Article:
Pipeline application ruled incomplete
The jury is still out on the North Dakota Pipeline Company’s (NDPC, also known as Enbridge) application for a certificate of need to build its proposed Sandpiper Pipeline across northern Minnesota. The Public Utilities Commission (PUC) met on Jan. 16 to decide on whether the NDPC’s certificate of need and route permit applications were complete.
“The Commission found the routing application to be complete,” confirmed Bret Eknes, manager of facilities permitting for the PUC. “However, with respect to the certificate of need, the Commission determined that additional information was necessary before the application could be considered complete and be referred to the Office of Administrative Hearings for a contested case procedure.”
According to the official docket filed on the hearing, the Department of Commerce requires the following information before the certificate of need can be deemed complete:
- Information clarifying the maximum proposed volumes that NDPC intends to ship with this project;
- Information clarifying how NDPC intends to operate the pipeline in the future, including a more detailed explanation of how NDPC’s pipeline system would operate on completion of the proposed project;
- Information about all conservation programs initiated, or funded, in Minnesota, including planned future conservation programs and expected timelines;
- Information concerning emergency response capabilities, specifically a list of each manned area office and a map that illustrates which sections of the proposed project each area office is responsible for, including identification of any new emergency response resources proposed for the project;
- Information concerning NDPC’s oil release records as they compare to other long haul pipeline operators, e.g., TransCanada;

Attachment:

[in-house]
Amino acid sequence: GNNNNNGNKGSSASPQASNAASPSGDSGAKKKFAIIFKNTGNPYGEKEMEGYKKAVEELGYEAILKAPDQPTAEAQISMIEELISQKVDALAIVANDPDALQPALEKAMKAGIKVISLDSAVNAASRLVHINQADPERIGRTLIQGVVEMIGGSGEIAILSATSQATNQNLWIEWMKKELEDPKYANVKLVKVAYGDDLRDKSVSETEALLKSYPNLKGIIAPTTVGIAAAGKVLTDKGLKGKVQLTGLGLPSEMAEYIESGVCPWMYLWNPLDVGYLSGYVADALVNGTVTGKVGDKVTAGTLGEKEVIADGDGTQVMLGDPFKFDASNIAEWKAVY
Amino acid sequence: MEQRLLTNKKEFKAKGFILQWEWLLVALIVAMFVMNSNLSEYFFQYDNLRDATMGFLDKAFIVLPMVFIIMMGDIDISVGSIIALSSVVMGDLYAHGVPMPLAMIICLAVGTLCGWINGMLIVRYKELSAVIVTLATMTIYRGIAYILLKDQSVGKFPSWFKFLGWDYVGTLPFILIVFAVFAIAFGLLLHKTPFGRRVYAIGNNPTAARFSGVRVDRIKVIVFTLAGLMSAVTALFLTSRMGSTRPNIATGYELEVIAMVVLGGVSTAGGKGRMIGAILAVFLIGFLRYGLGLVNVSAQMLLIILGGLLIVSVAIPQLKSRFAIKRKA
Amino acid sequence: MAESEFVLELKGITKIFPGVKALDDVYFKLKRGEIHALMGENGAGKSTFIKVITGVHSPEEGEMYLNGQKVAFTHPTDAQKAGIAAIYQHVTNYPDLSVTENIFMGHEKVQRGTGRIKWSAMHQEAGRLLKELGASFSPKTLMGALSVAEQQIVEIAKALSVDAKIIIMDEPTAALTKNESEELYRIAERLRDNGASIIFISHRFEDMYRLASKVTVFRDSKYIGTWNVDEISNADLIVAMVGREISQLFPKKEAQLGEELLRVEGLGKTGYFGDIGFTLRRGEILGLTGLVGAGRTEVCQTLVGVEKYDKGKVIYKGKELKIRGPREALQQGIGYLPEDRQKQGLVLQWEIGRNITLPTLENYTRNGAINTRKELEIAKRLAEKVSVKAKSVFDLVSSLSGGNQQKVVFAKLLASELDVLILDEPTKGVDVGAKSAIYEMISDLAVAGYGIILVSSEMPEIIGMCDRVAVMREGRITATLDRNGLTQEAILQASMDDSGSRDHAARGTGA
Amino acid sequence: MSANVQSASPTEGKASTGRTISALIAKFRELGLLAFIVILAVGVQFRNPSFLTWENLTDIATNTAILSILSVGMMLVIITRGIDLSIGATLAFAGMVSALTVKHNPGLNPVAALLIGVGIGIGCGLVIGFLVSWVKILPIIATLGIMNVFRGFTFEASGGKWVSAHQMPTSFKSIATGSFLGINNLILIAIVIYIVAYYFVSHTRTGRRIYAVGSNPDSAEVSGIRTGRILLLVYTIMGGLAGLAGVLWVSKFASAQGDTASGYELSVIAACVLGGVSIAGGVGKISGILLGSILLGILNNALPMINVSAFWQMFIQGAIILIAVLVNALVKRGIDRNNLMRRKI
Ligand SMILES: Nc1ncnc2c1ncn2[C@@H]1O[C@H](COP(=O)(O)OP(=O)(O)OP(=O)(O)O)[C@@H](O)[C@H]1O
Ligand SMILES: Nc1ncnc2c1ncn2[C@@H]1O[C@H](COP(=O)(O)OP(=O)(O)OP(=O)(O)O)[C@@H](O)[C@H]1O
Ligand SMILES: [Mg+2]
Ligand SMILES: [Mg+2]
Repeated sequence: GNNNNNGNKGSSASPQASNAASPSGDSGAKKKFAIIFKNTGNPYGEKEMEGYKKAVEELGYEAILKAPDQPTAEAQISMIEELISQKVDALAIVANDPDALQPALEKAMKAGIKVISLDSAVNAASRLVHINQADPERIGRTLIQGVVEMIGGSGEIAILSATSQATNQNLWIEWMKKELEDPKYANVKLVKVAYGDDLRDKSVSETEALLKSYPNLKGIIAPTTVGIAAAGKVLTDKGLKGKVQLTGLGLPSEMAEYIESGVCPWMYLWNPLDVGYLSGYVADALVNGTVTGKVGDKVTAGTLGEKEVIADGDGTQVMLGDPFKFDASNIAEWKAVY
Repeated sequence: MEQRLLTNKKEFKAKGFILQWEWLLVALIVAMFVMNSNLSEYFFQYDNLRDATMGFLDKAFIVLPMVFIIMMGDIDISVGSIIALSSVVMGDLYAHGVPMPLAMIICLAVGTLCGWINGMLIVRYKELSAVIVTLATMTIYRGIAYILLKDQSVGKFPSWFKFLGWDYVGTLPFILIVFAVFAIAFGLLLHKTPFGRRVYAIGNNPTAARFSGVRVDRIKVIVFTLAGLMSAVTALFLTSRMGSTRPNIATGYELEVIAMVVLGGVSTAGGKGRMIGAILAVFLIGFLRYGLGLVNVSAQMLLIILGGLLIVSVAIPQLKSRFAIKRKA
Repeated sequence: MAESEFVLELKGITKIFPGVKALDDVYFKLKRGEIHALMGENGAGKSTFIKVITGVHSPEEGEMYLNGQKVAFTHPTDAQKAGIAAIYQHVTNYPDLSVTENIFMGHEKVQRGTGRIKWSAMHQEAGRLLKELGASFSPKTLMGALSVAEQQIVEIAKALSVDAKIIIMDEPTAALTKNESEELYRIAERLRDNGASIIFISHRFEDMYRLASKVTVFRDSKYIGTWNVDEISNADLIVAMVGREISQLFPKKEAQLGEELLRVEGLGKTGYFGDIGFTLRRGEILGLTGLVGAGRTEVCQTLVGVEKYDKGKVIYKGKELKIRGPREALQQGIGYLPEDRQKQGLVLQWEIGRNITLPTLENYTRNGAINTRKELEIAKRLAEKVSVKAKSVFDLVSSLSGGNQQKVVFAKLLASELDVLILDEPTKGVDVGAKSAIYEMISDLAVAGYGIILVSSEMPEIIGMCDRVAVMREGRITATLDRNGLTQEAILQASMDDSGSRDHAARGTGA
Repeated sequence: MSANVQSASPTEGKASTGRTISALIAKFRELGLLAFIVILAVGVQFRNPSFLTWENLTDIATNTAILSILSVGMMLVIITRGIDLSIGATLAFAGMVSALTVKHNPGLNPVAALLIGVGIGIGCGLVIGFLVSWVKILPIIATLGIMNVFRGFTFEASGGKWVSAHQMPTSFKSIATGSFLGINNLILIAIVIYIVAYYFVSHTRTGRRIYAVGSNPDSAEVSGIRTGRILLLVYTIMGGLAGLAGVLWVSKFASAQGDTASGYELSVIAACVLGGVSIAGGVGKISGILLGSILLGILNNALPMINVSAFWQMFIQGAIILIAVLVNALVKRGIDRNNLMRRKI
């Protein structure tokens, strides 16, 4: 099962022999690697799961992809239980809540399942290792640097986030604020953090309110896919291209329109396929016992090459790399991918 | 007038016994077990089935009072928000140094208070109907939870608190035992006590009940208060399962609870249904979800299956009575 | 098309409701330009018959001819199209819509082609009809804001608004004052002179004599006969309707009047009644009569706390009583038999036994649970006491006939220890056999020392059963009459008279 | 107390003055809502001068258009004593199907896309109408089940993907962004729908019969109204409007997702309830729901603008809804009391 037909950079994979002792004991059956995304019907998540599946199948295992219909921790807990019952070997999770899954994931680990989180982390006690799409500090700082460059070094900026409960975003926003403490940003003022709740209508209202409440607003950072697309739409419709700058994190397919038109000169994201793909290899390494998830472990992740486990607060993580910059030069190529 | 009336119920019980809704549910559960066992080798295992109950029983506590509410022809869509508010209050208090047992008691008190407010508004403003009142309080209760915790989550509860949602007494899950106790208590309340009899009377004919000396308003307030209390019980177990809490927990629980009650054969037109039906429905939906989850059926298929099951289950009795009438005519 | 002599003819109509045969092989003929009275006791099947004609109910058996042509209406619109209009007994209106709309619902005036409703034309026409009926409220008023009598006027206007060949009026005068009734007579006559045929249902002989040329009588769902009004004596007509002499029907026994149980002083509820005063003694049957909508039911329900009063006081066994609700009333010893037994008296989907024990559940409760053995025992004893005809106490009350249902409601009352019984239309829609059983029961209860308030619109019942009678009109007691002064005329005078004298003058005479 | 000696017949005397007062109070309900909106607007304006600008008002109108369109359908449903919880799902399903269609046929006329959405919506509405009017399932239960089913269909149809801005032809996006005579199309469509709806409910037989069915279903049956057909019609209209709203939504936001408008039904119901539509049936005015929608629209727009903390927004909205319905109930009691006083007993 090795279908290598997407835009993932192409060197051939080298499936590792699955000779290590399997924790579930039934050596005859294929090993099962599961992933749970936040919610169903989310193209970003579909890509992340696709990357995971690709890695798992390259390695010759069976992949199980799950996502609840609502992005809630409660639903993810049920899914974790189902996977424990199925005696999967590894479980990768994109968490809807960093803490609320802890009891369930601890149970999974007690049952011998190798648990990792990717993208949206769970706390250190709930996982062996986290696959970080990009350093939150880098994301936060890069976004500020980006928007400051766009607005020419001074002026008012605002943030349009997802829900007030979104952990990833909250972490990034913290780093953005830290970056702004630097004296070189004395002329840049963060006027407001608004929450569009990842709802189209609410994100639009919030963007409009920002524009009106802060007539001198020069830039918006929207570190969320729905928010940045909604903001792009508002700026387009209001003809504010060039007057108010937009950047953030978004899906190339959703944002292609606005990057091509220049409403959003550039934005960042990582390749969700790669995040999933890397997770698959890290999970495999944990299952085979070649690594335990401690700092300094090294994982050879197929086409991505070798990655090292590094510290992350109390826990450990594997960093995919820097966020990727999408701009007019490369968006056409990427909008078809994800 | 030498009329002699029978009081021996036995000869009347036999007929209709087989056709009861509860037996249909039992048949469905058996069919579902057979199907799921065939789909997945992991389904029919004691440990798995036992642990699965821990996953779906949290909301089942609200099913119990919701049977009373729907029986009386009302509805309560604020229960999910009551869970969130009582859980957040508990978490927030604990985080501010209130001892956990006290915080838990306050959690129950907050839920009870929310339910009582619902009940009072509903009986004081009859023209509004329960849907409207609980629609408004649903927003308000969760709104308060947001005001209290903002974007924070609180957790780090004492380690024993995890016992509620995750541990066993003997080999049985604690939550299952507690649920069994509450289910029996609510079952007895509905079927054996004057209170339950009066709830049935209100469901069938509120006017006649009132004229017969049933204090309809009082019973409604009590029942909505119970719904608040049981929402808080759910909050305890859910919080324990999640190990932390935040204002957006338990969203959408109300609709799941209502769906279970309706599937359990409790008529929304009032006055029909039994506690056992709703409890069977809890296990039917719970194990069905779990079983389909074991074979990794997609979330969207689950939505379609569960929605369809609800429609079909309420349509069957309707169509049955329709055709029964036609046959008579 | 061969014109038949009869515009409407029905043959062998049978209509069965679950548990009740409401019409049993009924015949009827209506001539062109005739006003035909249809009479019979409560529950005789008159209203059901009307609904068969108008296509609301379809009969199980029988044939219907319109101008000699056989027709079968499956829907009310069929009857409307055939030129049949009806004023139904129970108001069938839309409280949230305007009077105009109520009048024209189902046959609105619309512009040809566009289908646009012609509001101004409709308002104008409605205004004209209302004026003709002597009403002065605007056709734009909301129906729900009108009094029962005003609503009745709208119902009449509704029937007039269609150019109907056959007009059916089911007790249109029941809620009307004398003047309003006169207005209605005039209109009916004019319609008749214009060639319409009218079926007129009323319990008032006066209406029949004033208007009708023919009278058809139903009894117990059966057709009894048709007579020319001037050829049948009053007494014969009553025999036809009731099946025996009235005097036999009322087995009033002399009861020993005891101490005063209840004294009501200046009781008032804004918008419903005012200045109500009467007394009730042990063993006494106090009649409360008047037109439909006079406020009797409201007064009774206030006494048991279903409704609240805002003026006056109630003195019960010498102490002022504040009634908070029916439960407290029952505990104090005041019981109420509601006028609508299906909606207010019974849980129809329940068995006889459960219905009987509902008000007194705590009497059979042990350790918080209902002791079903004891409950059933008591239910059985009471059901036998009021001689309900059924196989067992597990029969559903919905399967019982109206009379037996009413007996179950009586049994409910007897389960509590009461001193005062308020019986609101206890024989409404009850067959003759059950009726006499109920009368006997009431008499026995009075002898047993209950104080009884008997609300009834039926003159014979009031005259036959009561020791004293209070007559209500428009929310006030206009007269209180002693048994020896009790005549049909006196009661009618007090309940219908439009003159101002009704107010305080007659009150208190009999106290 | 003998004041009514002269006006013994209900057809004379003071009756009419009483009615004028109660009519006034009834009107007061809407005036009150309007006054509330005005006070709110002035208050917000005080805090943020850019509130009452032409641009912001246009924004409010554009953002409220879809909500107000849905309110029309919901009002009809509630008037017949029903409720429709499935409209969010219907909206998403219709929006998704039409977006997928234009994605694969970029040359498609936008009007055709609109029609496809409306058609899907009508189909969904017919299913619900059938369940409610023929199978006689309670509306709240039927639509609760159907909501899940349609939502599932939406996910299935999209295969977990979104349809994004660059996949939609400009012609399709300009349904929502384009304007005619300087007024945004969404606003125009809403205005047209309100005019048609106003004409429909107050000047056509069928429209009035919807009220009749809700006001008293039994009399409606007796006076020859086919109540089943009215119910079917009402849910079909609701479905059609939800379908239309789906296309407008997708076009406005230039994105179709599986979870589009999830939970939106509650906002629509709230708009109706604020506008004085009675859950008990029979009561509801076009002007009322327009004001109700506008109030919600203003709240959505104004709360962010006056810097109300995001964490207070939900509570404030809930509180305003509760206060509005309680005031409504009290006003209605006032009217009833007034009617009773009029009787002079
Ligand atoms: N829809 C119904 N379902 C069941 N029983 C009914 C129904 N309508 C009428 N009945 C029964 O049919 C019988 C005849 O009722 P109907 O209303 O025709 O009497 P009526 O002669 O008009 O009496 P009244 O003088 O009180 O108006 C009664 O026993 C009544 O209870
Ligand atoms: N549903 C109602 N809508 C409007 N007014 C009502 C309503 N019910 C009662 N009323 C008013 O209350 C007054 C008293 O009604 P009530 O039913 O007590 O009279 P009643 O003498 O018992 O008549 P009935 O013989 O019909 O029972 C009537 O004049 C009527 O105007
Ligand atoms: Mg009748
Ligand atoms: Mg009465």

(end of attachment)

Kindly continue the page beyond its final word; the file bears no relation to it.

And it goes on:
- The dates and durations of the contracts with the 25 largest suppliers or shippers over the past five calendar years;
- The expected dates and duration of the contracts with the 25 largest recipients of the product associated with the proposed project;
- Information concerning state regulatory authority related to the operation of the alternatives discussed in the certificate of need application; and
- Information clarifying whether light sweet crude can be refined by equipment initially designed to refine heavy crude and, if so, what impact the proposed project would have on refinery economics in the Midwest.
Dan Wolf, assistant executive secretary of the PUC, stated after the application is considered complete, it will then be moved on to the Office of Administrative hearings, which will in turn schedule a series of public hearings as well as a trial-like evidentiary hearing, where parties to the proceedings present more formalized information through their legal counsels before an administrative law judge.
Wolf added that Kennecott Exploration, a mineral exploration company with holdings in Aitkin and Carlton counties, has qualified as a “party to the proceedings” and will participate in the more formalized phase of the process. Kennecott earlier challenged certain aspects of the NDPC’s environmental impact in areas owned or leased by the mining company, questioned the pipeline’s proposed routing through land under exploration for mineral deposits and challenged the right to compensation for prospective assets.
Eknes indicated that the NDPC and Kennecott had, and are intending to have, discussions on the matters in question.
“The Commission’s review process examines the impacts of the pipeline on the area that it traverses,” he clarified. “The Commission can require some mitigation efforts on those impacts, but it does not have the authority to determine any level of compensation with respect to those impacts. That is determined either in discussions between the applicant and landowner or in court-administered proceedings.”
Wolf said the typical time frame for the entire examination process is usually around 12 months, adding, “There’s still lots of information to be gathered before the entire record can be taken under advisement.”
He said the clock has not yet started on that time period, however, with the current certificate need application yet to be finalized.